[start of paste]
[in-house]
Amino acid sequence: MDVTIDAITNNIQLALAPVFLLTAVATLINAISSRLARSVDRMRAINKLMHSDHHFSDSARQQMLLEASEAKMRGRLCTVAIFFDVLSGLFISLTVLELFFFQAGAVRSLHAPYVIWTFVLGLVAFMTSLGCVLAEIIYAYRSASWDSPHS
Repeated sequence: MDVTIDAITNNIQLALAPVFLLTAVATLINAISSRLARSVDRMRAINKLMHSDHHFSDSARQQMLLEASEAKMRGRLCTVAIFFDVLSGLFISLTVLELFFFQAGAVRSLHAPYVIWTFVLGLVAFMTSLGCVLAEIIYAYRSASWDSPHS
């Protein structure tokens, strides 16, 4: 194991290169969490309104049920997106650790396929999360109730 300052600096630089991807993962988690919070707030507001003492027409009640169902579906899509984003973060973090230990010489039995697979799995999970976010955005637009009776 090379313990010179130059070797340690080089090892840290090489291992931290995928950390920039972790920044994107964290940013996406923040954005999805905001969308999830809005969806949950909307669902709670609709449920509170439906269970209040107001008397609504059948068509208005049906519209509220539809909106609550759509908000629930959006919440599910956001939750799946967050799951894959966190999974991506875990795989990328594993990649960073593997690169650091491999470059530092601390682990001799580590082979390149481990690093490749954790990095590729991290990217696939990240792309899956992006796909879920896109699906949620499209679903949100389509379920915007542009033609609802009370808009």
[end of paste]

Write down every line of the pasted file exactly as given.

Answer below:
[in-house]
Amino acid sequence: MDVTIDAITNNIQLALAPVFLLTAVATLINAISSRLARSVDRMRAINKLMHSDHHFSDSARQQMLLEASEAKMRGRLCTVAIFFDVLSGLFISLTVLELFFFQAGAVRSLHAPYVIWTFVLGLVAFMTSLGCVLAEIIYAYRSASWDSPHS
Repeated sequence: MDVTIDAITNNIQLALAPVFLLTAVATLINAISSRLARSVDRMRAINKLMHSDHHFSDSARQQMLLEASEAKMRGRLCTVAIFFDVLSGLFISLTVLELFFFQAGAVRSLHAPYVIWTFVLGLVAFMTSLGCVLAEIIYAYRSASWDSPHS
């Protein structure tokens, strides 16, 4: 194991290169969490309104049920997106650790396929999360109730 300052600096630089991807993962988690919070707030507001003492027409009640169902579906899509984003973060973090230990010489039995697979799995999970976010955005637009009776 090379313990010179130059070797340690080089090892840290090489291992931290995928950390920039972790920044994107964290940013996406923040954005999805905001969308999830809005969806949950909307669902709670609709449920509170439906269970209040107001008397609504059948068509208005049906519209509220539809909106609550759509908000629930959006919440599910956001939750799946967050799951894959966190999974991506875990795989990328594993990649960073593997690169650091491999470059530092601390682990001799580590082979390149481990690093490749954790990095590729991290990217696939990240792309899956992006796909879920896109699906949620499209679903949100389509379920915007542009033609609802009370808009």